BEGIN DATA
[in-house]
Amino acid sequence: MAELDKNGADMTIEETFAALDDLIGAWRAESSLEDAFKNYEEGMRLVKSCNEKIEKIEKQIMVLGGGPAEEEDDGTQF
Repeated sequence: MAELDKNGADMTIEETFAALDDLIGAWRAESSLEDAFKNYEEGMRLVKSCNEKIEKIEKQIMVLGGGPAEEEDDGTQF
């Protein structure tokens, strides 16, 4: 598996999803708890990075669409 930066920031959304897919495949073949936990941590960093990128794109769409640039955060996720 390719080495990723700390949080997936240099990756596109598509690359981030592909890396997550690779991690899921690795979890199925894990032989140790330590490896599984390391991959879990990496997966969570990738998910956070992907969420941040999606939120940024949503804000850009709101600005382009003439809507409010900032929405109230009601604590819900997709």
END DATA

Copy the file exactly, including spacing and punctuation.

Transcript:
[in-house]
Amino acid sequence: MAELDKNGADMTIEETFAALDDLIGAWRAESSLEDAFKNYEEGMRLVKSCNEKIEKIEKQIMVLGGGPAEEEDDGTQF
Repeated sequence: MAELDKNGADMTIEETFAALDDLIGAWRAESSLEDAFKNYEEGMRLVKSCNEKIEKIEKQIMVLGGGPAEEEDDGTQF
């Protein structure tokens, strides 16, 4: 598996999803708890990075669409 930066920031959304897919495949073949936990941590960093990128794109769409640039955060996720 390719080495990723700390949080997936240099990756596109598509690359981030592909890396997550690779991690899921690795979890199925894990032989140790330590490896599984390391991959879990990496997966969570990738998910956070992907969420941040999606939120940024949503804000850009709101600005382009003439809507409010900032929405109230009601604590819900997709």